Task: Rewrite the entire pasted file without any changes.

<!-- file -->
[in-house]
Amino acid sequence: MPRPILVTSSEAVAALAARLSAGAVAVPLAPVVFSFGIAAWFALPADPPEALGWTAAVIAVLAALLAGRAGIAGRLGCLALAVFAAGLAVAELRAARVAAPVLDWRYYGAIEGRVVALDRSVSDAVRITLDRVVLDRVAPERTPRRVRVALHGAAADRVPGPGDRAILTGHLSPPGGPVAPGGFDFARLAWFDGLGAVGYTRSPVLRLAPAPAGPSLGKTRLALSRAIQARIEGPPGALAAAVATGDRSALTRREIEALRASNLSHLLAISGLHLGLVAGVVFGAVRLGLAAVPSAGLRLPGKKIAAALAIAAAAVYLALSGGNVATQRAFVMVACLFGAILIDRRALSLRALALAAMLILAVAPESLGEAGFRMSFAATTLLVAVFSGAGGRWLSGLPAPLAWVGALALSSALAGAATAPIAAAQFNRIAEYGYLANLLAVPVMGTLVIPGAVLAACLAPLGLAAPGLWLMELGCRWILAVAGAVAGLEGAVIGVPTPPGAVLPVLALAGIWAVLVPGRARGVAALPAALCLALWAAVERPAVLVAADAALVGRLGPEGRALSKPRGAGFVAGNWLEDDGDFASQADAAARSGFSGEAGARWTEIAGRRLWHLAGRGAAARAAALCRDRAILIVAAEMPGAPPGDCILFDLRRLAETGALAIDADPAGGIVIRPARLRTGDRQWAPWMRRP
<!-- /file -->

[in-house]
Amino acid sequence: MPRPILVTSSEAVAALAARLSAGAVAVPLAPVVFSFGIAAWFALPADPPEALGWTAAVIAVLAALLAGRAGIAGRLGCLALAVFAAGLAVAELRAARVAAPVLDWRYYGAIEGRVVALDRSVSDAVRITLDRVVLDRVAPERTPRRVRVALHGAAADRVPGPGDRAILTGHLSPPGGPVAPGGFDFARLAWFDGLGAVGYTRSPVLRLAPAPAGPSLGKTRLALSRAIQARIEGPPGALAAAVATGDRSALTRREIEALRASNLSHLLAISGLHLGLVAGVVFGAVRLGLAAVPSAGLRLPGKKIAAALAIAAAAVYLALSGGNVATQRAFVMVACLFGAILIDRRALSLRALALAAMLILAVAPESLGEAGFRMSFAATTLLVAVFSGAGGRWLSGLPAPLAWVGALALSSALAGAATAPIAAAQFNRIAEYGYLANLLAVPVMGTLVIPGAVLAACLAPLGLAAPGLWLMELGCRWILAVAGAVAGLEGAVIGVPTPPGAVLPVLALAGIWAVLVPGRARGVAALPAALCLALWAAVERPAVLVAADAALVGRLGPEGRALSKPRGAGFVAGNWLEDDGDFASQADAAARSGFSGEAGARWTEIAGRRLWHLAGRGAAARAAALCRDRAILIVAAEMPGAPPGDCILFDLRRLAETGALAIDADPAGGIVIRPARLRTGDRQWAPWMRRP